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Archive for the ‘News’ Category

Employers Name Online Time Tracking as Most Preferred Method of Timekeeping [INFOGRAPHIC]

Conceptual photo depicts cloud-filled sky in background as man holds up tablet and laptop devices with screens matching clouds to symbolize cloud-based time tracking systems.

According to a recent survey conducted by Paychex, the most preferred method of tracking time worked is using a web application. The survey, conducted online between March 31, 2017 and April 8, 2017, polled 400 leaders of U.S. companies with less than 500 employees, and found that 29 percent of business owners favor online time tracking, with paper coming in at 20 percent, and mobile applications coming in at 14 percent. Of those employers polled, younger business owners in particular (61 percent of those ages 18-34) said they prefer online time tracking versus older business owners (47 percent of those ages 50 or older) who said they prefer tracking time via paper timesheets. We’ve compiled some of the statistics

Legislative Update: House Passes Two Bills on Comp Time and Health Care

U.S. court building as the House of Representatives passes two bills with the potential to majorly impact employers.

The House of Representatives recently passed legislation we think you should know about. If both acts are passed, major changes will directly impact you and your business.  The Working Families Flexibility Act The Working Families Flexibility Act was passed on Tuesday, May 2. If signed into law, this act would allow overtime-eligible employees to opt for comp time (paid time off in the future) as another choice of compensation when working overtime. Currently, the Fair Labor Standards Act (the nation’s prevailing federal labor law) only allows for overtime pay to be paid out at the rate of 1.5 x an employee’s regular rate of pay for each overtime hour worked. The payment must be paid in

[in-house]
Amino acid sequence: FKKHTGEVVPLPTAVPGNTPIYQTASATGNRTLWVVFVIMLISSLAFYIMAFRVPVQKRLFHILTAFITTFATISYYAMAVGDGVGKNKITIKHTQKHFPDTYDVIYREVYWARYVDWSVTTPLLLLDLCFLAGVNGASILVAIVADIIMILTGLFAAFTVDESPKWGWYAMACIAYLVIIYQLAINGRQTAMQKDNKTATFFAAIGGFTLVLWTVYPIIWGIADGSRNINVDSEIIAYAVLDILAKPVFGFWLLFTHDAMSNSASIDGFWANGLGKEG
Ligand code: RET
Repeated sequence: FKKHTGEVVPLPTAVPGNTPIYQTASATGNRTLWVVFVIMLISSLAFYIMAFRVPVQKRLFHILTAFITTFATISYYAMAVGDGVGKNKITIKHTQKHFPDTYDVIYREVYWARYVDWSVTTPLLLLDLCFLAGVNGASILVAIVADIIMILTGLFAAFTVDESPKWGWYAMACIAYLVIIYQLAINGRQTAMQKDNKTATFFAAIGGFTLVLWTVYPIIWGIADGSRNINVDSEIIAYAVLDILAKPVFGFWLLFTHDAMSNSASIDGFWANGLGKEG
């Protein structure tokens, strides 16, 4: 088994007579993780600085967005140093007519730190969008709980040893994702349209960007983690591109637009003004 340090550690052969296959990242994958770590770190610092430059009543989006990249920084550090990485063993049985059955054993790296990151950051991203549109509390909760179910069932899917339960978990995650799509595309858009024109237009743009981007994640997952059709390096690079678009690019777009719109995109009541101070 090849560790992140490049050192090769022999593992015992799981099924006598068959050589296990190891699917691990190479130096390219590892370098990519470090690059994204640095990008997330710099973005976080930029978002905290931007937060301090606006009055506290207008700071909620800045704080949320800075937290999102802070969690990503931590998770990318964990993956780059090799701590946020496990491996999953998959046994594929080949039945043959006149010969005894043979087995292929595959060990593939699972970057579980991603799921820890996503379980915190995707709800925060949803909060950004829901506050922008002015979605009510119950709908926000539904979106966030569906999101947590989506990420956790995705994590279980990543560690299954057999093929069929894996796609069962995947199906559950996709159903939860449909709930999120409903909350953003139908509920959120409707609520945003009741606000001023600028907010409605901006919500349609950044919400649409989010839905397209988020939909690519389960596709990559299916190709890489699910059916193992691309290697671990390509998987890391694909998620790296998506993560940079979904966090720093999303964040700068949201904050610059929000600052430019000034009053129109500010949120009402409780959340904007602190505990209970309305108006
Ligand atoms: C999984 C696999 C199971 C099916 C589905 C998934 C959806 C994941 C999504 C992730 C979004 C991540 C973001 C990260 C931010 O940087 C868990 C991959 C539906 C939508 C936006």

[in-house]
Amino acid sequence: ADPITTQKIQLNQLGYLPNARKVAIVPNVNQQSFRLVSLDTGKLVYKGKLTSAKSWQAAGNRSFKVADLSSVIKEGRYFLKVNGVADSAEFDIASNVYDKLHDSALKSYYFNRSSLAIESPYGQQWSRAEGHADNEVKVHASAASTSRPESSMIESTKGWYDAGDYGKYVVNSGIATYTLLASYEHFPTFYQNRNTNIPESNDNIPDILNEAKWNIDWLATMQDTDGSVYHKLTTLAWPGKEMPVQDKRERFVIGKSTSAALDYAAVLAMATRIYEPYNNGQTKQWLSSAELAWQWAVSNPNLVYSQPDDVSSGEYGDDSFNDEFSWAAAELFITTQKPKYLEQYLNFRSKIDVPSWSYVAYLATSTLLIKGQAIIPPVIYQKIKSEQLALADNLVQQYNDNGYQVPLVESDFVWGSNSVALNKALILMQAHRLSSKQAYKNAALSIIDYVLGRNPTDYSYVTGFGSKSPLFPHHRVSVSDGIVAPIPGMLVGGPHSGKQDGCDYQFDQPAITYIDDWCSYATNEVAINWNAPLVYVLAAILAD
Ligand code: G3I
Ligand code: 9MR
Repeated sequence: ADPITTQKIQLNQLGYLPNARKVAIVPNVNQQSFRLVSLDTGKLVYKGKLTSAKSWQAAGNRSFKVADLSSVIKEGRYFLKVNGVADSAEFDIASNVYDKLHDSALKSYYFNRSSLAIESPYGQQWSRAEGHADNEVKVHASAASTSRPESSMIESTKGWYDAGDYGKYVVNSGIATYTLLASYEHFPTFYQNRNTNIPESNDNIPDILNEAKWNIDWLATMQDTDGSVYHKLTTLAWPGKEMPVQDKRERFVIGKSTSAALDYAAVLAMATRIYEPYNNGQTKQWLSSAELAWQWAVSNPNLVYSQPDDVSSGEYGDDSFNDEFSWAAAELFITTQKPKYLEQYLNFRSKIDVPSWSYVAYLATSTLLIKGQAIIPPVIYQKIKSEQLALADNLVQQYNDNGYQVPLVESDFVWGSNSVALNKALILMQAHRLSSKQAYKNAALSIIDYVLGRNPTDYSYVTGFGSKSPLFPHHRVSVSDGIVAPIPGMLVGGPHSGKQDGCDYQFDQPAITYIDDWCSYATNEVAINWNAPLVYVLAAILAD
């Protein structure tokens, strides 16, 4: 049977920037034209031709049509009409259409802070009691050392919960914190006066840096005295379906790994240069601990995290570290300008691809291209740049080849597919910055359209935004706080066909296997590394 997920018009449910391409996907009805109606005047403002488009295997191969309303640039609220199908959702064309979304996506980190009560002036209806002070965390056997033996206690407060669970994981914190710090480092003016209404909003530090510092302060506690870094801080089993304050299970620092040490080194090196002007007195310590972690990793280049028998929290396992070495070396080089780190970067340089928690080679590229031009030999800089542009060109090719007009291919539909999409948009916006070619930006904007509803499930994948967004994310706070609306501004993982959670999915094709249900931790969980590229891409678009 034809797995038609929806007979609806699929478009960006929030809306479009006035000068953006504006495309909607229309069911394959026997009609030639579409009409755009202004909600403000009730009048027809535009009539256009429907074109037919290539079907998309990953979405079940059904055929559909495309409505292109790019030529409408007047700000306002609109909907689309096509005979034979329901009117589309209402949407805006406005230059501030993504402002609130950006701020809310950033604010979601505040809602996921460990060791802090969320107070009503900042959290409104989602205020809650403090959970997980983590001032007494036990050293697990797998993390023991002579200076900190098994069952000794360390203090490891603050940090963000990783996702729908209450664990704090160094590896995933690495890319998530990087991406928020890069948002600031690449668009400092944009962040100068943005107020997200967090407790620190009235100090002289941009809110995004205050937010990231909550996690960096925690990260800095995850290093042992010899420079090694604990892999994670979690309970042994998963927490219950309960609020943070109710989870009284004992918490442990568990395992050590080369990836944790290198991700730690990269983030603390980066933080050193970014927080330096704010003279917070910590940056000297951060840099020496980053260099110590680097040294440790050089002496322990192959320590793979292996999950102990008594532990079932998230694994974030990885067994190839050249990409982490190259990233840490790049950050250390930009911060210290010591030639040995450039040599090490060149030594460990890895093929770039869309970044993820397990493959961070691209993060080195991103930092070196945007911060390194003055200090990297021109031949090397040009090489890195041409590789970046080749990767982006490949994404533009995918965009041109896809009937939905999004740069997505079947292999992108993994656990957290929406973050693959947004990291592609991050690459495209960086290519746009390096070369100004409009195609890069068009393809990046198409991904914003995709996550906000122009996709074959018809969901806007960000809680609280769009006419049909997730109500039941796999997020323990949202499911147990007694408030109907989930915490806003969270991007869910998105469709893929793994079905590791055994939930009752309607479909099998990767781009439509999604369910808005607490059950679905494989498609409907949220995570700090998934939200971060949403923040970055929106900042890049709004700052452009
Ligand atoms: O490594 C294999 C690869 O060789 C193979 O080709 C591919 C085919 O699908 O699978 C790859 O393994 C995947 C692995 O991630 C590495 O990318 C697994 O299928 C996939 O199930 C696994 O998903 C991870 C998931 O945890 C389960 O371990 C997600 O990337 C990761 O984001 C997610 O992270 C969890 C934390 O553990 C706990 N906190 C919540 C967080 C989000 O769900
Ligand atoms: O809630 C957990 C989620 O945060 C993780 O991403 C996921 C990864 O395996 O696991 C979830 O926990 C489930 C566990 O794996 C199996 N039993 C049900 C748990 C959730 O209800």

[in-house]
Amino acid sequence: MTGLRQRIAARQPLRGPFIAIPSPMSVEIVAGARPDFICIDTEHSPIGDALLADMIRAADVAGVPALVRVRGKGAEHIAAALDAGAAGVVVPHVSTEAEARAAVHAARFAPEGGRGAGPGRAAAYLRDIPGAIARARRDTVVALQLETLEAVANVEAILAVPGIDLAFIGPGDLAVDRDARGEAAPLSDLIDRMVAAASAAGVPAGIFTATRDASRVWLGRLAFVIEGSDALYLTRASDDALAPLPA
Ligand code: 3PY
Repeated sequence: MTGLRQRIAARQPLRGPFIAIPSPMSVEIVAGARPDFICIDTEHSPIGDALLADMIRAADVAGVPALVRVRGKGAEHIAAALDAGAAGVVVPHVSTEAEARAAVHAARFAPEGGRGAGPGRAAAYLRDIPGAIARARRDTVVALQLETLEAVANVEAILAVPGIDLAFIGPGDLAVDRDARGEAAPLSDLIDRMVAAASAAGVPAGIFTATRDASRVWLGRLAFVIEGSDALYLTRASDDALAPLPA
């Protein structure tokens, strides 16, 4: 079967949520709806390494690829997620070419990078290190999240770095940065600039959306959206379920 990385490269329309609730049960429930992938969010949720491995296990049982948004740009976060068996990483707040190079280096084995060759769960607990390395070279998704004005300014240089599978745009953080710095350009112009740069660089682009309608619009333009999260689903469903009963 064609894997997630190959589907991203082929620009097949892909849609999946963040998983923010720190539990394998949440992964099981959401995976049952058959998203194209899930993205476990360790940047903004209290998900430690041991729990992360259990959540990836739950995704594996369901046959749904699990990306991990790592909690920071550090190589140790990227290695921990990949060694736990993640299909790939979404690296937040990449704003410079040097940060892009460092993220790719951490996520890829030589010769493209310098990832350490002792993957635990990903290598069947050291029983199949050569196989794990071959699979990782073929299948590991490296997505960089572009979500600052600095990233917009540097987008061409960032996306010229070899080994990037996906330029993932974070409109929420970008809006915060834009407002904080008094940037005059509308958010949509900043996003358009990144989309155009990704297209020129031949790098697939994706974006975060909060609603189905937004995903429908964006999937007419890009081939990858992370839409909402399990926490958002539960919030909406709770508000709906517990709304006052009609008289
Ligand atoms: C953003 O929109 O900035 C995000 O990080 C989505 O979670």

New York City Passes Groundbreaking Legislation Banning Employers From Asking About Pay History

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The New York City Council voted Wednesday, April 5 to approve legislation that will ban employers from asking job applicants about their pay history when considering them during the hiring process. The bill will impact approximately 3.8 million workers and will prohibit public and private employers from requesting salary history information and querying public records for pay information, though applicants can volunteer the information if they choose. The bill, championed by Public Advocate Letitia James, was first proposed in August 2016 following the release of a report disclosing compelling statistics on the gender wage gap in New York City. Soon after, Governor Cuomo and Mayor de Blasio issued executive orders giving the green light to James’

Senate Votes to Eliminate Rule Requiring Federal Contractors to Disclose Safety Violations

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On Monday, March 6th, the Senate voted to eliminate a safety rule issued by the U.S. Department of Labor in August. The rule, developed under the Obama administration, would require federal contractors to disclose and correct serious safety violations made over the previous three years when bidding for new contracts. During the vote, Republicans scored a narrow victory against Democrats voting 49-48 to eliminate the regulation. While Republicans and business groups are praising the outcome, Democrats point out the safety issues that led to the regulation being formed in the first place.  A report issued by Senate Democrats in 2013 found that almost 30 percent of the top violators of federal wage and safety laws from 2007 to

New York’s Regulatory Overhaul Limiting Wage Payment via Paycard & Direct Deposit Halted

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On September 7, 2016, the New York State Department of Labor (NYSDOL) approved new wage payment regulations that would require New York employers to satisfy stringent notice requirements and obtain employee consent before paying wages by direct deposit or debit card. The regulations ban debit card (paycard) companies from collecting fees from employees using the card, and make the setup process more stringent for both employers and paycard companies. While the regulations were approved to go into effect starting March 7, 2017, the New York Industrial Board of Appeals ruled that the NYSDOL overreached in their rulemaking authority by attempting to place restrictions on financial institutions and significantly straying from the plain language of the applicable statutes allowing their authority on

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